In a preferred embodiment the first and second inductive coils are each encapsulated within an environmentally resistant encapsulation. The encapsulation may be polymer encapsulation the environmentally resistant encapsulation at a minimum water-proof.

The inductive coupling forms an air core between the first and second inductive coils. In one embodiment the inductive coils each have a ferrite backing. Advantageously, the ferrite backing is positioned relative to the coils so as to increase inductive efficiency within the inductive coupling by minimizing stray flux and increasing flux density across the air core.

In one embodiment the seat includes a metal frame and the first electronics is mounted to the metal frame so as to provide a heat sink for the first electronics. The second electronics may be mounted adjacent the second inductive coil, for example may be mounted within the second inductive coil, and so as to be substantially co-planar therewith.

Further advantageously a proximity sensor is provided cooperating between the first and second inductive coils so that a coupling proximity of the first inductive coil to the second inductive coil, so as to allow the inductive coupling, is detected by the proximity sensor. The proximity sensor may be adapted to communicate a trigger to the first electronics upon attaining the coupling proximity. The first electronics may be adapted to only energize the first inductive coil upon receiving the trigger. The proximity sensor may include a first element adjacent the first inductive coil and a second element adjacent the second inductive coil. The first and second elements cooperate to generate the trigger. The first element may be a hall effect sensor and the second element may be a magnet.

The main battery assembly or assemblies may each include a battery charging and control circuit adapted to monitor charging required by the corresponding main battery and to correspondingly charge the main battery as required upon the inductive coupling. If the battery charging and control circuit determines no charging of the main battery is required then a corresponding battery status may be communicated to the first electronics and the power transfer via the inductive coupling may be terminated by the first electronics. The first electronics may be adapted to interrogate the second electronics upon the inductive coupling to determine the charging required by the main battery or batteries.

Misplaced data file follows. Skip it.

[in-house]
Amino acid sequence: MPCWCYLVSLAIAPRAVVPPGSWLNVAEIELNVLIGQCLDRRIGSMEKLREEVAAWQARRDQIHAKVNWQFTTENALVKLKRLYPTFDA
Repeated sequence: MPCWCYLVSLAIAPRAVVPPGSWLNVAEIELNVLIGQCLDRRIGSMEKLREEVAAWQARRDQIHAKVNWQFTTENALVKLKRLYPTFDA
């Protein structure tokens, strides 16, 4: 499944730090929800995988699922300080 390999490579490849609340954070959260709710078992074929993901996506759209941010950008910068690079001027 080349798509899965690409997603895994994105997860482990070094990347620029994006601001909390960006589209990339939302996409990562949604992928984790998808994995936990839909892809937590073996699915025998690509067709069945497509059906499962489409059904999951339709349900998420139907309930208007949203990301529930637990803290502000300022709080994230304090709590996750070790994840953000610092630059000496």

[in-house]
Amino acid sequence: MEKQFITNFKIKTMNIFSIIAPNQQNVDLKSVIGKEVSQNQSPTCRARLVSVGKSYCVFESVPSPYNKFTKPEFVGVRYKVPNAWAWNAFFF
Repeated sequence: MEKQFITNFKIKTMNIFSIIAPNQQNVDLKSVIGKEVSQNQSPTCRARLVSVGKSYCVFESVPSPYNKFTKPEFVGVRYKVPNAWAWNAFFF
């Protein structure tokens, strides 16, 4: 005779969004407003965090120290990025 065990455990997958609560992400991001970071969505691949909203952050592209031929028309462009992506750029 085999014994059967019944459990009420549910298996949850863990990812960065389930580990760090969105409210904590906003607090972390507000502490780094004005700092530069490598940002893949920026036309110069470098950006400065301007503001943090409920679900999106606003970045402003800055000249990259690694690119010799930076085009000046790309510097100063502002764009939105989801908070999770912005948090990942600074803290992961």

The first and second inductive coils may include, respectively: a first power transfer coil and a separate first data transfer coil; and, a second power transfer coil and a separate second data transfer coil. The first and second data transfer coils may be embedded in, respectively, the first and second power transfer coils. Where the first and second inductive coils each have a ferrite backing, the first and second data transfer coils may be interleaved with, respectively, the first and second power transfer coils and the ferrite backings. The first and second data transfer coils may be non-concentric with the first and second power transfer coils respectively. The first and second data transfer coils may be spaced apart from the first and second power transfer coils respectively. The first power transfer coil and the first data transfer coil may be substantially co-planar.